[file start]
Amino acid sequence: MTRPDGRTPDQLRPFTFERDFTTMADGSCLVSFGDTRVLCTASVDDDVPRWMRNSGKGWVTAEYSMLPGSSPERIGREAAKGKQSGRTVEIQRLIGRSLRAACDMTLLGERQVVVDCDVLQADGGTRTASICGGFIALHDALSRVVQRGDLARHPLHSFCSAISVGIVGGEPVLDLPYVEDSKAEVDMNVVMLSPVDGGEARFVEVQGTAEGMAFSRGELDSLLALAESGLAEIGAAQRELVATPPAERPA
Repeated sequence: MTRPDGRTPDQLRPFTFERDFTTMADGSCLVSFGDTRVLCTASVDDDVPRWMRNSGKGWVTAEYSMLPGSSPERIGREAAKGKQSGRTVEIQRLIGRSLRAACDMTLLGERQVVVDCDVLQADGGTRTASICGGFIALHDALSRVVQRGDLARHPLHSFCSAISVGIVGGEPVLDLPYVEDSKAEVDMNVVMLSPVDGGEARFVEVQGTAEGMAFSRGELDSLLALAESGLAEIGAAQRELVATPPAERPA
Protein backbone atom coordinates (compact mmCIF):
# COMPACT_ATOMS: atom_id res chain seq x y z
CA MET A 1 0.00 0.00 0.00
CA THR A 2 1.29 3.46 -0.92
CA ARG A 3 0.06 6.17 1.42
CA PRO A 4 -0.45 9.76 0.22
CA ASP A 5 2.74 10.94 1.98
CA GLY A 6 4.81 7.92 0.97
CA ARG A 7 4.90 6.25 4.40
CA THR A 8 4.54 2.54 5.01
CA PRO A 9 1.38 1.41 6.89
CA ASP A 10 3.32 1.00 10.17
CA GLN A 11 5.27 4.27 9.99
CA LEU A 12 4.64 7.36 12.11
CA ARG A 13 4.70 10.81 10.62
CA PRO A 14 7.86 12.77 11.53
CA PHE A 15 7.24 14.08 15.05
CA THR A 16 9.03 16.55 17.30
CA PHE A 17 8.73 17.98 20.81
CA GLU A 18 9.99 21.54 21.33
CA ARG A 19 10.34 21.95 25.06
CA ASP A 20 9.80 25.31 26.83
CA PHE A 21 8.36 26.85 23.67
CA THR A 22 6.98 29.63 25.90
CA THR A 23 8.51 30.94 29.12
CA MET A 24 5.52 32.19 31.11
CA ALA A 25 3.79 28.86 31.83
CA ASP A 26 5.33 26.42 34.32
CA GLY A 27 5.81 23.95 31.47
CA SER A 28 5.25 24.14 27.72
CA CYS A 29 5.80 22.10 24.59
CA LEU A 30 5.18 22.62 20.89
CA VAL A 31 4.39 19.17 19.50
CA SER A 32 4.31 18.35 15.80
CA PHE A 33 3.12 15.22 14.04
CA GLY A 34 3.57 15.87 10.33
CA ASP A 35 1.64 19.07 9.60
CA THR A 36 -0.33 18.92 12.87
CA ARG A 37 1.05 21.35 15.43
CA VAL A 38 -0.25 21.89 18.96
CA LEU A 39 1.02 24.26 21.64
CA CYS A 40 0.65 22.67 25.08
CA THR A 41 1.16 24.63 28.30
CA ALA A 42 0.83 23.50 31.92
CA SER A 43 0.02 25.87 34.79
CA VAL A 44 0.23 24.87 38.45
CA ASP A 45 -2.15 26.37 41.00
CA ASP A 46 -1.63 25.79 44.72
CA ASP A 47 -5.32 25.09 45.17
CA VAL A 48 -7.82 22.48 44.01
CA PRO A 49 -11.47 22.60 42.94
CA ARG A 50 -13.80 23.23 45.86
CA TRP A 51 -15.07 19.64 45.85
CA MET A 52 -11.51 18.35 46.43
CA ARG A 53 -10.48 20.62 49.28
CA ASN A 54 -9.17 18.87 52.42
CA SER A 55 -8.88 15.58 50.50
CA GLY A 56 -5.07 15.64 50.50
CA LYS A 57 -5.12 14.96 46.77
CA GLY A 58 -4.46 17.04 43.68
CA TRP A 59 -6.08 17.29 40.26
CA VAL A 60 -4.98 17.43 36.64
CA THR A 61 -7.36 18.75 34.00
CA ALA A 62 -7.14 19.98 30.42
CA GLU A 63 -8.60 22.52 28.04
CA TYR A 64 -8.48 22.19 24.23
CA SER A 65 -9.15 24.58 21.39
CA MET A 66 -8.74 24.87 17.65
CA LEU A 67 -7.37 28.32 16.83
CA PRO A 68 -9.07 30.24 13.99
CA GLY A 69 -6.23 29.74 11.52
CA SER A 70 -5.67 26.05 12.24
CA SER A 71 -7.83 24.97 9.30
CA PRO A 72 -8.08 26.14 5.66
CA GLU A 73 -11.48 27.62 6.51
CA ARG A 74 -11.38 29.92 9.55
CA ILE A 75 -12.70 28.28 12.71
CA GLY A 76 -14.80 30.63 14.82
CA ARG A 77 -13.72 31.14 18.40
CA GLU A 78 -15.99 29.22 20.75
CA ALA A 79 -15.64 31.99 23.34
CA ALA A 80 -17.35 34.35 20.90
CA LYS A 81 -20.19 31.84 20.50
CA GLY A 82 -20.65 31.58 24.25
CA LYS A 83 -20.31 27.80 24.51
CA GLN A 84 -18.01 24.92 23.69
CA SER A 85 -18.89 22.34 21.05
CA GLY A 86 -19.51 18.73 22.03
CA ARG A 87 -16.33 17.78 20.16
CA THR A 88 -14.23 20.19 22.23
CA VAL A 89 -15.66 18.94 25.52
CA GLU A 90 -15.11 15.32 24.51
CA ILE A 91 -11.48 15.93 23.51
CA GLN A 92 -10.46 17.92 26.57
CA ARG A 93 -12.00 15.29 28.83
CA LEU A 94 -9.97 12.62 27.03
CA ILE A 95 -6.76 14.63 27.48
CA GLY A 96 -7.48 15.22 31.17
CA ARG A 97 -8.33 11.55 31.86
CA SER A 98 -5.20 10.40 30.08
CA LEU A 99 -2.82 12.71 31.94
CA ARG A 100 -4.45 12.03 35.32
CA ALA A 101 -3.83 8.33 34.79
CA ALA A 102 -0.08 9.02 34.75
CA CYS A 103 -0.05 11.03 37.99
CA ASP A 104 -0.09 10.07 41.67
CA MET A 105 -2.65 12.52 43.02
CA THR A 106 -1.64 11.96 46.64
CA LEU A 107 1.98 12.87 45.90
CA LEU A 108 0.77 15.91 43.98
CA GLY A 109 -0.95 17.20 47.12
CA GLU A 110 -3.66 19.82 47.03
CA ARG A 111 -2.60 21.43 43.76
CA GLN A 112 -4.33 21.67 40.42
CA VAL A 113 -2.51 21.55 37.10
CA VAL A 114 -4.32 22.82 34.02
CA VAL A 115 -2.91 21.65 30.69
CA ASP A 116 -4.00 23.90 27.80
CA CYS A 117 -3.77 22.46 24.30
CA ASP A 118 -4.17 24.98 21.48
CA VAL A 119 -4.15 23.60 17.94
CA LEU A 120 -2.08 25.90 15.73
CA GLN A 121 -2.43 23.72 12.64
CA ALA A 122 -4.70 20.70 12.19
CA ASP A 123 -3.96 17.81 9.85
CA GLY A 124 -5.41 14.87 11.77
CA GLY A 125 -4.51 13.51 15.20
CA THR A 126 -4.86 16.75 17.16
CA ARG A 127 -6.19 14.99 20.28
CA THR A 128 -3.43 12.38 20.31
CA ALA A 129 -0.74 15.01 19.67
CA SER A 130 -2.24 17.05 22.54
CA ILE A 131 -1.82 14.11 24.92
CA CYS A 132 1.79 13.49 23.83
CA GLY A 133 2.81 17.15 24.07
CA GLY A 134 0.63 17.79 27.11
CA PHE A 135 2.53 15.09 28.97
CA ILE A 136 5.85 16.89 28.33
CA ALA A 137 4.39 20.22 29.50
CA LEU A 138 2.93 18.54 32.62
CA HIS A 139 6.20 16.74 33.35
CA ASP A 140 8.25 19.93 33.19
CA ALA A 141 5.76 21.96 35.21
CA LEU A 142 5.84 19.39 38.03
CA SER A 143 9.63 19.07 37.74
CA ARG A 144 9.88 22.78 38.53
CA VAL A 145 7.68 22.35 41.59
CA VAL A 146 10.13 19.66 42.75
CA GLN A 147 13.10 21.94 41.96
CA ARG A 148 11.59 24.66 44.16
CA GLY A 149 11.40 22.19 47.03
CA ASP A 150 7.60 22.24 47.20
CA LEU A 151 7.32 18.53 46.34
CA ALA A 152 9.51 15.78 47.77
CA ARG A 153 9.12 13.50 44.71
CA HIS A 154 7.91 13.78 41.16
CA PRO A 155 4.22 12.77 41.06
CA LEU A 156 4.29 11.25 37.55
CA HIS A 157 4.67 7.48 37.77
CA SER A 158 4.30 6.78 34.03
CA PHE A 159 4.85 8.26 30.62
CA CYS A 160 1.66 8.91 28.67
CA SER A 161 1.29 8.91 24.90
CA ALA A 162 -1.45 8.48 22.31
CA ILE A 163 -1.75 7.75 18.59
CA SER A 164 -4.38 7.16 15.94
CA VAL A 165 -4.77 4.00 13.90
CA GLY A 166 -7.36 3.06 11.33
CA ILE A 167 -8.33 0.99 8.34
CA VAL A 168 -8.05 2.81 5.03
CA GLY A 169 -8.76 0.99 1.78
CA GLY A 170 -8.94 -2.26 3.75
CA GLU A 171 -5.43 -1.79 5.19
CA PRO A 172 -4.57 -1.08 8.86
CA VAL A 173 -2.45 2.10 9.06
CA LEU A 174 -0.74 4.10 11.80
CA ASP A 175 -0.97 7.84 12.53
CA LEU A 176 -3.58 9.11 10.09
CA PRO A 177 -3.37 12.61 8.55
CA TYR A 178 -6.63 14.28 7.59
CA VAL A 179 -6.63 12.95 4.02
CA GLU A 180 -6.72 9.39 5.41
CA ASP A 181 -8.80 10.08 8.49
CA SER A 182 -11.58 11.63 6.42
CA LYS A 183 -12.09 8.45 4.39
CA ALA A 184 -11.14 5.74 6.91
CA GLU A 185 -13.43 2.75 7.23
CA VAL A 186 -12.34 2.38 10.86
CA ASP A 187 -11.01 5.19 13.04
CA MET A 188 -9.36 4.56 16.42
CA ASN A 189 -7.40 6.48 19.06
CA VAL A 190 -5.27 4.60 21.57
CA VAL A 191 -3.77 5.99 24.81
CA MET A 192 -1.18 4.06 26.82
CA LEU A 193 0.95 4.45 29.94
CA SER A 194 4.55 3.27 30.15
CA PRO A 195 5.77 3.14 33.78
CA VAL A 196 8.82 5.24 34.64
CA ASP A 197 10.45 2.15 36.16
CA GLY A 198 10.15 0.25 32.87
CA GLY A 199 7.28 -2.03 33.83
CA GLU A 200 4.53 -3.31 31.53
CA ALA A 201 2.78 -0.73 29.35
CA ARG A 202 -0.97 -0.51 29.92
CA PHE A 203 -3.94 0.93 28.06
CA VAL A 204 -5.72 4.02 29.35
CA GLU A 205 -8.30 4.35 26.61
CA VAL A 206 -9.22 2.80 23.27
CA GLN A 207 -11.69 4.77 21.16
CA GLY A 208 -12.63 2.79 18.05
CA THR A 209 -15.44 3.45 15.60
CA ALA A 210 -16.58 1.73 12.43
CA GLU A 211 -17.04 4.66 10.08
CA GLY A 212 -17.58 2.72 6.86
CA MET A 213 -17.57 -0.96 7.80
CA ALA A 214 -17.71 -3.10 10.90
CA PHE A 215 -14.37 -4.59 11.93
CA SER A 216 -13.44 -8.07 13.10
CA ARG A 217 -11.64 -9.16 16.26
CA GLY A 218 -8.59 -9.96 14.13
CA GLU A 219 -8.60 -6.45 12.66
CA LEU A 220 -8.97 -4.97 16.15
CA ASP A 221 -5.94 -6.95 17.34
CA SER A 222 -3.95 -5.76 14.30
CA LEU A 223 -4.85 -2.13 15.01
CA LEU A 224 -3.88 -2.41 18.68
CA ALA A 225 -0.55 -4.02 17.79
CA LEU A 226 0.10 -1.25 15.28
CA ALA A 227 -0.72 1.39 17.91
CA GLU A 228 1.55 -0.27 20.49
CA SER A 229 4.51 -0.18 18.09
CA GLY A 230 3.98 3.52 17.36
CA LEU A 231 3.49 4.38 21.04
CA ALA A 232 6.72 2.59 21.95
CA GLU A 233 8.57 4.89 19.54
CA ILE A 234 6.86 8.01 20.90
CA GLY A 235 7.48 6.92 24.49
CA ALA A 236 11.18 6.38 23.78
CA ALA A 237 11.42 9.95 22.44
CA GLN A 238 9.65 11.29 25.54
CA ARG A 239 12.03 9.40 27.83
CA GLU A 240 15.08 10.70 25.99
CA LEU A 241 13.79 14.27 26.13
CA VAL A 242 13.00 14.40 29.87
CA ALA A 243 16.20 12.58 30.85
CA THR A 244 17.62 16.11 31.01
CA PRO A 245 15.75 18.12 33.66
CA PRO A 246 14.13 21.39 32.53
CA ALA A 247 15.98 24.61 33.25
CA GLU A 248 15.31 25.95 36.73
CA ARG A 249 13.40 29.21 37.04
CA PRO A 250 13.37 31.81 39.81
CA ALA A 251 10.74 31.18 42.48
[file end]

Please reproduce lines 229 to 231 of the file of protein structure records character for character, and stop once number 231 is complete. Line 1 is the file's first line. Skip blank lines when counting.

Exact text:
CA ALA A 225 -0.55 -4.02 17.79
CA LEU A 226 0.10 -1.25 15.28
CA ALA A 227 -0.72 1.39 17.91